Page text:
On January 13, 2017, the U.S. Department of Justice Antitrust Division (DOJ) and the Federal Trade Commission (FTC) (collectively, the Agencies) issued revised Antitrust Guidelines for the Licensing of Intellectual Property (IP Licensing Guidelines), as well as revised Antitrust Guidelines for International Enforcement and Cooperation.
Updated Antitrust Guidelines for the Licensing of Intellectual Property
The revised IP Licensing Guidelines are an attempt to modernize the previous IP Licensing Guidelines, last updated in 1995. The Agencies updated the guidelines to address changes in statutory and case law, as well as relevant enforcement and policy work, including the 2010 Horizontal Merger Guidelines. The changes are modest, but, per FTC Chairwoman Edith Ramirez, reflect a reaffirmation of the Agencies' "commitment to an economically grounded approach to antitrust analysis of IP licensing," and a recognition that IP licensing is generally procompetitive.1 Acting Assistant Attorney General Renata Hesse, in charge of the DOJ's Antitrust Division, noted that the guidelines will continue to apply an "effects-based analysis" focusing on "evaluating harm to competition, not on harm to any individual competitor" and will continue to support "procompetitive intellectual property licensing that can promote innovation."2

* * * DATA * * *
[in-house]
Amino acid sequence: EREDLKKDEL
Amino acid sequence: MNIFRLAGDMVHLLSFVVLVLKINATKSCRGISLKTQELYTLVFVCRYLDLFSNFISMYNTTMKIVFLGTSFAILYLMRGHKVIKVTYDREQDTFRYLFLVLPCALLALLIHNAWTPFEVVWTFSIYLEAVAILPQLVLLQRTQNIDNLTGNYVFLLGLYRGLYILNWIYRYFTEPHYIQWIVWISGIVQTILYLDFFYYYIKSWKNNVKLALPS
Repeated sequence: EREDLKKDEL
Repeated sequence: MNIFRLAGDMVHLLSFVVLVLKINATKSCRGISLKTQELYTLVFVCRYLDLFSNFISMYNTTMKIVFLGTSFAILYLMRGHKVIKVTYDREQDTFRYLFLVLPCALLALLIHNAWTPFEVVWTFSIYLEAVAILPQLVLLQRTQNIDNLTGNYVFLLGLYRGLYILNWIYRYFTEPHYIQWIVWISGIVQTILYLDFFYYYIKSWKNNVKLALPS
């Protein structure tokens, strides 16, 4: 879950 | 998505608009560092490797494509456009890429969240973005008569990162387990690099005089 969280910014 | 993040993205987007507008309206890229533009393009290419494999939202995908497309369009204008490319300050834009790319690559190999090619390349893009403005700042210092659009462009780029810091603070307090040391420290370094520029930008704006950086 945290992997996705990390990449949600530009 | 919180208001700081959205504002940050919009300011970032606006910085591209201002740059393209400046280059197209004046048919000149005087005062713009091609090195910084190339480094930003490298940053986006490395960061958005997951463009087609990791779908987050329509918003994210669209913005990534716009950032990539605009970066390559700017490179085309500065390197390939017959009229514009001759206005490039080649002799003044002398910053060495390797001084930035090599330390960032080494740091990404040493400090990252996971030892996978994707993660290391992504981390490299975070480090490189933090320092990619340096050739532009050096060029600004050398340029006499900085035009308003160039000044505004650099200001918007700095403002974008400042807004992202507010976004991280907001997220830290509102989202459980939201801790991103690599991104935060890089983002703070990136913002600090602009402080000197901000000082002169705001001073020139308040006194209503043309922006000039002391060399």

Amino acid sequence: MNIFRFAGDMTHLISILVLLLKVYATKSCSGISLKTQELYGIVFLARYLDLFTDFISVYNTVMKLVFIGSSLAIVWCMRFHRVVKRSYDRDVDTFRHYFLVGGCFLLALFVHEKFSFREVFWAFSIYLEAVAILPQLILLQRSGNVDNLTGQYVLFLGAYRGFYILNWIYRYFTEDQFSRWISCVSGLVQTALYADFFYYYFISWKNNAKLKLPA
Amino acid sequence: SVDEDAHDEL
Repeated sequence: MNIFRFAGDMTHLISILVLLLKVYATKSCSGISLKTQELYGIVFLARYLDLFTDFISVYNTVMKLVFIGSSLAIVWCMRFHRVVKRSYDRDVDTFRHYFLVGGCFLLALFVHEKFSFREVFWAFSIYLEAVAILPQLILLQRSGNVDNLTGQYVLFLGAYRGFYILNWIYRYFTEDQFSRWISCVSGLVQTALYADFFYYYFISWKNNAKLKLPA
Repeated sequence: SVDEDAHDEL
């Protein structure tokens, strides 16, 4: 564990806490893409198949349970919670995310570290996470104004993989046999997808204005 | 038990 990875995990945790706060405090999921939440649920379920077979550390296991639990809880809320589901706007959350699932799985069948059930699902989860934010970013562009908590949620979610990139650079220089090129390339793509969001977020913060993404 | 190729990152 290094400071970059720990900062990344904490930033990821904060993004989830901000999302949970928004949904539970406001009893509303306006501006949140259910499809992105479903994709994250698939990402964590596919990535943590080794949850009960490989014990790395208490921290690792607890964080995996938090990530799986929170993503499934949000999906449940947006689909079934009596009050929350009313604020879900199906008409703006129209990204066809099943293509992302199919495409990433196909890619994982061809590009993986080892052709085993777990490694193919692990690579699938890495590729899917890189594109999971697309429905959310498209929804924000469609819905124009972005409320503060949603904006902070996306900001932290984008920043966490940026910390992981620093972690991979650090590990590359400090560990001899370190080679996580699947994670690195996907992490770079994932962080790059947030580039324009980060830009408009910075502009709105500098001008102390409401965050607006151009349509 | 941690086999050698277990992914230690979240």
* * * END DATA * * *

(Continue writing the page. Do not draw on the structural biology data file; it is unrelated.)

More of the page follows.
The revised guidelines continue to apply an effects-based analysis as to all IP areas and do not adjust that practice for any specific IP licensing activity. Indeed, the Agencies emphasize in the guidelines that for the purpose of antitrust analysis, they apply the same analysis to conduct involving intellectual property as to conduct involving other forms of property. The guidelines note that the Agencies do not presume that intellectual property creates market power in the antitrust context, and that the antitrust laws generally do not impose liability on a firm for a unilateral refusal to assist its competitors. The guidelines also note that there is no liability for excessive pricing without anticompetitive conduct; even if an intellectual property right confers market power, that market power alone does not violate the antitrust laws. Moreover, the guidelines make clear that while some licensing activities among horizontal competitors may be so plainly anticompetitive as to be challenged under the per se rule, the rule of reason governs purely vertical IP licensing restraints, including minimum resale price maintenance -- a change to the prior guidelines in light of the Supreme Court's decision in Leegin Creative Leather Products, Inc. v. PSKS, 551 U.S. 877 (2007).
The Agencies also address the global nature of IP licensing and acknowledge that if a sufficient nexus to the United States exists, and considerations of international comity and foreign government involvement do not preclude investigation or enforcement, the guidelines will apply equally to all licensing arrangements.
Updated Antitrust Guidelines for International Enforcement and Cooperation